Unless your clients are accessing the Exchange server using POP or IMAP, all of the client <--> server communication happens on TCP port 135. Unfortunately, TCP port 135 is used by all Windows OSes and is not unique to Exchange (so its availability isn't an indication of mailbox availability).
If you wanted to get creative, you could try to monitor the state of the Exchange services using SNMP or WMI. This would require you to send a "raw" request from the script. The raw data would have to be captured from a sniffer.
You can find some good examples of sending raw data in script keepalives here:
Introduction This article will help you understand the steps on how to
download the UCS licenses from the Cisco Systems website and then
installing it on the UCS. The redacted (blue lines) just covers up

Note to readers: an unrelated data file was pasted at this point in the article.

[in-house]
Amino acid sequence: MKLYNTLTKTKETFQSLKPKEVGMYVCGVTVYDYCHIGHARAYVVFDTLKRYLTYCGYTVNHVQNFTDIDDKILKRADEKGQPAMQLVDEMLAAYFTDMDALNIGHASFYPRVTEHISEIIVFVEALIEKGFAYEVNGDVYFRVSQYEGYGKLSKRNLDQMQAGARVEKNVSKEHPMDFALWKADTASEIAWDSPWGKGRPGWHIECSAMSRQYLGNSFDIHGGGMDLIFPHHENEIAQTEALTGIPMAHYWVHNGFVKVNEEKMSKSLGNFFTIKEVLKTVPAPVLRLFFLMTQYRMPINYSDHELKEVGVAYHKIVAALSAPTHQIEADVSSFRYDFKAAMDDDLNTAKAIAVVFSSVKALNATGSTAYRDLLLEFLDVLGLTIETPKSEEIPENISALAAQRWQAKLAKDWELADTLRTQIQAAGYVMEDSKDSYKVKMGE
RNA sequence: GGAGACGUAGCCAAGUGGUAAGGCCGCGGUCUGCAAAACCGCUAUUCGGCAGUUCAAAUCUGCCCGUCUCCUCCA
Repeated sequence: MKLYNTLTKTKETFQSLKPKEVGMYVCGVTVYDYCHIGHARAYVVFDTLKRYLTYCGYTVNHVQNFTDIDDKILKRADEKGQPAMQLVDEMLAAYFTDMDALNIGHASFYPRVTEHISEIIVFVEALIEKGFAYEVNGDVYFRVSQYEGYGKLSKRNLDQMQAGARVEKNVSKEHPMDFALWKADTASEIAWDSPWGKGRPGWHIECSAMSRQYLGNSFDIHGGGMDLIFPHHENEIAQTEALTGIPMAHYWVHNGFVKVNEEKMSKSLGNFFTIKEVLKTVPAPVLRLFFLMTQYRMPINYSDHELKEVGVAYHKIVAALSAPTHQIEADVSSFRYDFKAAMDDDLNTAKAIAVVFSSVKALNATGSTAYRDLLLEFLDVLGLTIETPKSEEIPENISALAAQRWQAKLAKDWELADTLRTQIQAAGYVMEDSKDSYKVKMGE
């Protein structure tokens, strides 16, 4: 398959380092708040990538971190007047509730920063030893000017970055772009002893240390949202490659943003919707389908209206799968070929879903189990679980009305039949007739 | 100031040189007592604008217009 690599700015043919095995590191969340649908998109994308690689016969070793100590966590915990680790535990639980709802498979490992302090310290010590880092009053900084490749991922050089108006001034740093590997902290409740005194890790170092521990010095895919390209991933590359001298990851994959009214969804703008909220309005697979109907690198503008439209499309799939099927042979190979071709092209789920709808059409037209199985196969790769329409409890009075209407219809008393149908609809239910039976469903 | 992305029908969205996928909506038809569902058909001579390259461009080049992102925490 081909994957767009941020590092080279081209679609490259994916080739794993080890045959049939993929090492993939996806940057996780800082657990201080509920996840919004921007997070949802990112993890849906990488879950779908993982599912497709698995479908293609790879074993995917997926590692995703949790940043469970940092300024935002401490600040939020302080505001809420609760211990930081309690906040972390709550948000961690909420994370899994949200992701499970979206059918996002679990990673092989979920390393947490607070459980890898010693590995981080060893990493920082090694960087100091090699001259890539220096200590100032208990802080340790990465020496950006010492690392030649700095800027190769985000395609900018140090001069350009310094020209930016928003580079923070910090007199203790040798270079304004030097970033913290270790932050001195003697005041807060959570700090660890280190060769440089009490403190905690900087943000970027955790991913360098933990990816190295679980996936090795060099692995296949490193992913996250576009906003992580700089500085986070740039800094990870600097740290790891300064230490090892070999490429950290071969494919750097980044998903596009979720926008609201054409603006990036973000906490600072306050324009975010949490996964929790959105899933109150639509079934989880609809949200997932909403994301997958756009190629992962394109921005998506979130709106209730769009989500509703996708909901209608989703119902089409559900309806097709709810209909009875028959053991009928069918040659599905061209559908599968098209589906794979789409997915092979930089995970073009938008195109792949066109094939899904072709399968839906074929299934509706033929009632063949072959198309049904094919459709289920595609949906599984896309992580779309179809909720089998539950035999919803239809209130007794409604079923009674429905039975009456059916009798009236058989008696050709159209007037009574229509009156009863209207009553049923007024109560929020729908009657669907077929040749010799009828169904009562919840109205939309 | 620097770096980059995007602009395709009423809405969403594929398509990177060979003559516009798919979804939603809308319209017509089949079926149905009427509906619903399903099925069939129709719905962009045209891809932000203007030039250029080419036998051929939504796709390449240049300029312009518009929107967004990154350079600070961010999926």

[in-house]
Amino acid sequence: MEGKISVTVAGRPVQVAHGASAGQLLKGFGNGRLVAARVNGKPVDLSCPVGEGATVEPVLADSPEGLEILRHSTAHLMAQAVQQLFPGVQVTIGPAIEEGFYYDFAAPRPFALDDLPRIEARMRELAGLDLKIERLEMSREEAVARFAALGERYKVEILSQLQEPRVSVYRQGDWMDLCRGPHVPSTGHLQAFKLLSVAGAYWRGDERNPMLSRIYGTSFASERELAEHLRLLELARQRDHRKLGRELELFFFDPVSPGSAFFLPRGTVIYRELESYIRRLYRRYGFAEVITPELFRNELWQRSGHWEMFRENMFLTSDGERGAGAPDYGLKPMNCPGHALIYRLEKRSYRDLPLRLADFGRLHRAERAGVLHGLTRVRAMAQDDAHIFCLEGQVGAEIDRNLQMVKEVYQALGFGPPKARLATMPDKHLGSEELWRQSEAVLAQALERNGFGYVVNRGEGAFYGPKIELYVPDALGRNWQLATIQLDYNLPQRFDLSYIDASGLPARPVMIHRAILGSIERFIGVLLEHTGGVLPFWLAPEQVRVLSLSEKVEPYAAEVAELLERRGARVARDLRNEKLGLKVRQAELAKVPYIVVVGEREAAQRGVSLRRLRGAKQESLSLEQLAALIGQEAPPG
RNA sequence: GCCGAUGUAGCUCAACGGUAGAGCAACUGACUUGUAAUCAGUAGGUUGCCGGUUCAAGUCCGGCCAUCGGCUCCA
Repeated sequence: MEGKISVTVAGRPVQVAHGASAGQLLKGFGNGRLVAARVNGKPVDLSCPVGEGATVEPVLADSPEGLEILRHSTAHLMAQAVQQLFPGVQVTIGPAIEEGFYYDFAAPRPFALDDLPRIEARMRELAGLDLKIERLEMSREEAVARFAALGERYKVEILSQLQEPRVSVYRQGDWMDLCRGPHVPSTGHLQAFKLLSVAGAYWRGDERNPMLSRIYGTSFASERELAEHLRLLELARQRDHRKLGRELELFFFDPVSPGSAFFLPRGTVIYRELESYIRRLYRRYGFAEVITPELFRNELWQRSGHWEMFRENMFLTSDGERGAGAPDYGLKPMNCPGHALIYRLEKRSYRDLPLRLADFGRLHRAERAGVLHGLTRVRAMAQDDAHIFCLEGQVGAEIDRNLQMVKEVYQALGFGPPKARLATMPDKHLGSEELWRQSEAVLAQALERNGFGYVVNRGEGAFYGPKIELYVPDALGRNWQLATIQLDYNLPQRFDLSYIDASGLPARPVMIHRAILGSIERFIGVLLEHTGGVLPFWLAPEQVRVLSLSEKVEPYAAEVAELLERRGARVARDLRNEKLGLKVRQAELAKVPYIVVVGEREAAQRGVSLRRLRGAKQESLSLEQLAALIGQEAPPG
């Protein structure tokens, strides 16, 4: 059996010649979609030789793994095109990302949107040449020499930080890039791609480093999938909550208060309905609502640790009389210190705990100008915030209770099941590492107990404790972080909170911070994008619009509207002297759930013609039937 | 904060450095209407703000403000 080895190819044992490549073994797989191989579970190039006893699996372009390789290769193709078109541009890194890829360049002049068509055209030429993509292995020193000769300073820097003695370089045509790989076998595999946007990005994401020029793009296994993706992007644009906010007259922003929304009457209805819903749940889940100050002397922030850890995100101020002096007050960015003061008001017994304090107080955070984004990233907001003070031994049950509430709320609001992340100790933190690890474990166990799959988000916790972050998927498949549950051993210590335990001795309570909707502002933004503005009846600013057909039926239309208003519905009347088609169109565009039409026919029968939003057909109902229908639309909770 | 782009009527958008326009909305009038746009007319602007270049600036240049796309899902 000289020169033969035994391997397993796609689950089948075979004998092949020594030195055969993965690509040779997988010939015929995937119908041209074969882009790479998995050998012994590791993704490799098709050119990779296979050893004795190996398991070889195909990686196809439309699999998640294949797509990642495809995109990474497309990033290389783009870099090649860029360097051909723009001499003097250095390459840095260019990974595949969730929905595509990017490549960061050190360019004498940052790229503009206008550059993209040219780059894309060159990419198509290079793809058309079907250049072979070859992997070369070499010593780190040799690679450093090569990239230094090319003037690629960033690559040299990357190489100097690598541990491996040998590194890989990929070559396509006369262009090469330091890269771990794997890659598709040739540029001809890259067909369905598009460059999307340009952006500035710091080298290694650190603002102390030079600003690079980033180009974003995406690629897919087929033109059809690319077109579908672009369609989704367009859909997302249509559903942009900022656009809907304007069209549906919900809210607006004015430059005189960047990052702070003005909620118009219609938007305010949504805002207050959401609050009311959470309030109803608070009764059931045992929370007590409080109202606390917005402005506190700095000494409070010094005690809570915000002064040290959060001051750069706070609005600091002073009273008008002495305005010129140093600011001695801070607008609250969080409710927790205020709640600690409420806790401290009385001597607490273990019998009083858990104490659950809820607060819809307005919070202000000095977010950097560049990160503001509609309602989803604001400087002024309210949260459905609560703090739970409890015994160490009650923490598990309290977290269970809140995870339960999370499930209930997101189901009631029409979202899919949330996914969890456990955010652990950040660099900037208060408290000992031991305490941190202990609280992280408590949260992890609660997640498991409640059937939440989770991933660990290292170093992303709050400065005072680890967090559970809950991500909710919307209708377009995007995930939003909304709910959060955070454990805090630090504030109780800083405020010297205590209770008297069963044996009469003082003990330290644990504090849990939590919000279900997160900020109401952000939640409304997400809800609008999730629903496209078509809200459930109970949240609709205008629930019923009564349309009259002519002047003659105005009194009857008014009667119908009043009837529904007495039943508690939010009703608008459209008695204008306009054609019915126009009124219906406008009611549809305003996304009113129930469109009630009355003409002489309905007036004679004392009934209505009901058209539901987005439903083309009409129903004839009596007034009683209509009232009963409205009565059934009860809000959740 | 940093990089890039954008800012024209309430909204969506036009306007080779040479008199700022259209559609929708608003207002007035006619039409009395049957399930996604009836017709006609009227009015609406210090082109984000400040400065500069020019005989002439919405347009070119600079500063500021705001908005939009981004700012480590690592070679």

certain numbers for privacy please do not take them...
Introduction This article will help you understand and educate the
customer on how to clear their "expired licenses"
(license-graceperiod-expired) from their UCS-M. If a customer just
purchased a license and needs a step by step guide on how to download
Introduction Prepositioning is a powerful tools on the WAAS platform but
it is not always easy to figure out why your jobs are failing when
trying to retrieve the files.Here is a method that should help you to
figure out the reason why they are not succes...